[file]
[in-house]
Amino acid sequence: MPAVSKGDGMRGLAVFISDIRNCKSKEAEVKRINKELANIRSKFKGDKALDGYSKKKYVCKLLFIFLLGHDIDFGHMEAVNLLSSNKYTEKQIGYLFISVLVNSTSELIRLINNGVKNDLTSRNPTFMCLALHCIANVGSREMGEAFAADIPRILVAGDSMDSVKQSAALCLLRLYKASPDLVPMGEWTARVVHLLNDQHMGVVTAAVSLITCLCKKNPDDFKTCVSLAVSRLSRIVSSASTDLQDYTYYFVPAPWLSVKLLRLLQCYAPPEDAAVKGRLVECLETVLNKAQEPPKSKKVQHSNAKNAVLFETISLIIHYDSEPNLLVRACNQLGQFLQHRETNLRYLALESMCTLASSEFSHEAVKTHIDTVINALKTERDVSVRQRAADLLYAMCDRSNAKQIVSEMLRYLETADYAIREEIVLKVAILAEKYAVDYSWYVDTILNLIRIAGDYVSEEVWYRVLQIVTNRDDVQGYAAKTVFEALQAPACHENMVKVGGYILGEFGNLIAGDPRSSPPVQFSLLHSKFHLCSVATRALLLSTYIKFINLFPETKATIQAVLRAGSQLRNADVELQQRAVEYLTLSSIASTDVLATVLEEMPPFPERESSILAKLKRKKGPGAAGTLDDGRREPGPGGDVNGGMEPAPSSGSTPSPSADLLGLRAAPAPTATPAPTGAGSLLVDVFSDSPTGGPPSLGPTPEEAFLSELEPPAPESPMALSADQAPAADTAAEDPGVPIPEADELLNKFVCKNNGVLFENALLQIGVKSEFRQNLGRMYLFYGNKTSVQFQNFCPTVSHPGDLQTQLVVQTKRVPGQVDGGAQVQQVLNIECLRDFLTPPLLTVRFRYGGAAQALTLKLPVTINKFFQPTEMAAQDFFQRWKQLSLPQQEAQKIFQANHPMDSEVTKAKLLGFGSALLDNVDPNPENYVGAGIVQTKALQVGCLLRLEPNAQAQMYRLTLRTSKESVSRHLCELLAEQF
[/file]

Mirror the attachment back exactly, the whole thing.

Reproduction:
[in-house]
Amino acid sequence: MPAVSKGDGMRGLAVFISDIRNCKSKEAEVKRINKELANIRSKFKGDKALDGYSKKKYVCKLLFIFLLGHDIDFGHMEAVNLLSSNKYTEKQIGYLFISVLVNSTSELIRLINNGVKNDLTSRNPTFMCLALHCIANVGSREMGEAFAADIPRILVAGDSMDSVKQSAALCLLRLYKASPDLVPMGEWTARVVHLLNDQHMGVVTAAVSLITCLCKKNPDDFKTCVSLAVSRLSRIVSSASTDLQDYTYYFVPAPWLSVKLLRLLQCYAPPEDAAVKGRLVECLETVLNKAQEPPKSKKVQHSNAKNAVLFETISLIIHYDSEPNLLVRACNQLGQFLQHRETNLRYLALESMCTLASSEFSHEAVKTHIDTVINALKTERDVSVRQRAADLLYAMCDRSNAKQIVSEMLRYLETADYAIREEIVLKVAILAEKYAVDYSWYVDTILNLIRIAGDYVSEEVWYRVLQIVTNRDDVQGYAAKTVFEALQAPACHENMVKVGGYILGEFGNLIAGDPRSSPPVQFSLLHSKFHLCSVATRALLLSTYIKFINLFPETKATIQAVLRAGSQLRNADVELQQRAVEYLTLSSIASTDVLATVLEEMPPFPERESSILAKLKRKKGPGAAGTLDDGRREPGPGGDVNGGMEPAPSSGSTPSPSADLLGLRAAPAPTATPAPTGAGSLLVDVFSDSPTGGPPSLGPTPEEAFLSELEPPAPESPMALSADQAPAADTAAEDPGVPIPEADELLNKFVCKNNGVLFENALLQIGVKSEFRQNLGRMYLFYGNKTSVQFQNFCPTVSHPGDLQTQLVVQTKRVPGQVDGGAQVQQVLNIECLRDFLTPPLLTVRFRYGGAAQALTLKLPVTINKFFQPTEMAAQDFFQRWKQLSLPQQEAQKIFQANHPMDSEVTKAKLLGFGSALLDNVDPNPENYVGAGIVQTKALQVGCLLRLEPNAQAQMYRLTLRTSKESVSRHLCELLAEQF